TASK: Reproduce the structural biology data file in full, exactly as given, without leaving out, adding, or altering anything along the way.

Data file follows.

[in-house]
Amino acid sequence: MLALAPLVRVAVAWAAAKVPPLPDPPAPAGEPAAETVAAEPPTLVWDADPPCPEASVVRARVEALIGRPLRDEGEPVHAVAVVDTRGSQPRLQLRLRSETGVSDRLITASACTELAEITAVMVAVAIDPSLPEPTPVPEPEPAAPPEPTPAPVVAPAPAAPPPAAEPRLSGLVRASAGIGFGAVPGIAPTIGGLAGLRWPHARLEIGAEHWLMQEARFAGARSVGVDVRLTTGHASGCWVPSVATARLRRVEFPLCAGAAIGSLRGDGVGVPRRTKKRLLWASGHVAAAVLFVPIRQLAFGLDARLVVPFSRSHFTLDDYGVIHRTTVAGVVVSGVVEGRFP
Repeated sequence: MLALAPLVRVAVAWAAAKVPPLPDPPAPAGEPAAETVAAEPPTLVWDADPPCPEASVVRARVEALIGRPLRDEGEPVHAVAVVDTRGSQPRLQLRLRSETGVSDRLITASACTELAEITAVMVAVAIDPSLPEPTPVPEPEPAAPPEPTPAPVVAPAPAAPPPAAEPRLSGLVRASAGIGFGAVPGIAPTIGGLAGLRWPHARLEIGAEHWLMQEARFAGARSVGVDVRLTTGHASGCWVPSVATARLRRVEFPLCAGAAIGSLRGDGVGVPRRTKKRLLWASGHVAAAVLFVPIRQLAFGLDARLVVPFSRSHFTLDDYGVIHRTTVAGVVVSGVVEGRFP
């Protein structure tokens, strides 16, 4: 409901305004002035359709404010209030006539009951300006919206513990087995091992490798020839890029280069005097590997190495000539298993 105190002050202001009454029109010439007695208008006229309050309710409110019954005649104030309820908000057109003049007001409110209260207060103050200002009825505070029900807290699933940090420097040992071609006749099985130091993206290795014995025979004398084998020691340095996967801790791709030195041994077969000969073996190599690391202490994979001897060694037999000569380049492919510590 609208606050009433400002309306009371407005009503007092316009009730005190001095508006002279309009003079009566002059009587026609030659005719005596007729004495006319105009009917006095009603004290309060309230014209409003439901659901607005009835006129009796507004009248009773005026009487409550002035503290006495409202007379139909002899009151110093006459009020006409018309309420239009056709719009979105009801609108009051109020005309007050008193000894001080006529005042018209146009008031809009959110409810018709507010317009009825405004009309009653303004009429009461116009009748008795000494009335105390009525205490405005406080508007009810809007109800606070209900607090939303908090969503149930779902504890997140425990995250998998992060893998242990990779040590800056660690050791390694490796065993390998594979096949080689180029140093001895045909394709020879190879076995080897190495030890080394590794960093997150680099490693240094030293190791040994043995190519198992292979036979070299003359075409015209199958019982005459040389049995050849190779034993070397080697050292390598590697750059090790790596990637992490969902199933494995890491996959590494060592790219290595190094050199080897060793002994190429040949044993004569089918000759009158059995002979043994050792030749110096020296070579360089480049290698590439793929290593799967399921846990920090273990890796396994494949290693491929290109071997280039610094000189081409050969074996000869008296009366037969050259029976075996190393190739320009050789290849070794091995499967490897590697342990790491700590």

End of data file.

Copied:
[in-house]
Amino acid sequence: MLALAPLVRVAVAWAAAKVPPLPDPPAPAGEPAAETVAAEPPTLVWDADPPCPEASVVRARVEALIGRPLRDEGEPVHAVAVVDTRGSQPRLQLRLRSETGVSDRLITASACTELAEITAVMVAVAIDPSLPEPTPVPEPEPAAPPEPTPAPVVAPAPAAPPPAAEPRLSGLVRASAGIGFGAVPGIAPTIGGLAGLRWPHARLEIGAEHWLMQEARFAGARSVGVDVRLTTGHASGCWVPSVATARLRRVEFPLCAGAAIGSLRGDGVGVPRRTKKRLLWASGHVAAAVLFVPIRQLAFGLDARLVVPFSRSHFTLDDYGVIHRTTVAGVVVSGVVEGRFP
Repeated sequence: MLALAPLVRVAVAWAAAKVPPLPDPPAPAGEPAAETVAAEPPTLVWDADPPCPEASVVRARVEALIGRPLRDEGEPVHAVAVVDTRGSQPRLQLRLRSETGVSDRLITASACTELAEITAVMVAVAIDPSLPEPTPVPEPEPAAPPEPTPAPVVAPAPAAPPPAAEPRLSGLVRASAGIGFGAVPGIAPTIGGLAGLRWPHARLEIGAEHWLMQEARFAGARSVGVDVRLTTGHASGCWVPSVATARLRRVEFPLCAGAAIGSLRGDGVGVPRRTKKRLLWASGHVAAAVLFVPIRQLAFGLDARLVVPFSRSHFTLDDYGVIHRTTVAGVVVSGVVEGRFP
């Protein structure tokens, strides 16, 4: 409901305004002035359709404010209030006539009951300006919206513990087995091992490798020839890029280069005097590997190495000539298993 105190002050202001009454029109010439007695208008006229309050309710409110019954005649104030309820908000057109003049007001409110209260207060103050200002009825505070029900807290699933940090420097040992071609006749099985130091993206290795014995025979004398084998020691340095996967801790791709030195041994077969000969073996190599690391202490994979001897060694037999000569380049492919510590 609208606050009433400002309306009371407005009503007092316009009730005190001095508006002279309009003079009566002059009587026609030659005719005596007729004495006319105009009917006095009603004290309060309230014209409003439901659901607005009835006129009796507004009248009773005026009487409550002035503290006495409202007379139909002899009151110093006459009020006409018309309420239009056709719009979105009801609108009051109020005309007050008193000894001080006529005042018209146009008031809009959110409810018709507010317009009825405004009309009653303004009429009461116009009748008795000494009335105390009525205490405005406080508007009810809007109800606070209900607090939303908090969503149930779902504890997140425990995250998998992060893998242990990779040590800056660690050791390694490796065993390998594979096949080689180029140093001895045909394709020879190879076995080897190495030890080394590794960093997150680099490693240094030293190791040994043995190519198992292979036979070299003359075409015209199958019982005459040389049995050849190779034993070397080697050292390598590697750059090790790596990637992490969902199933494995890491996959590494060592790219290595190094050199080897060793002994190429040949044993004569089918000759009158059995002979043994050792030749110096020296070579360089480049290698590439793929290593799967399921846990920090273990890796396994494949290693491929290109071997280039610094000189081409050969074996000869008296009366037969050259029976075996190393190739320009050789290849070794091995499967490897590697342990790491700590």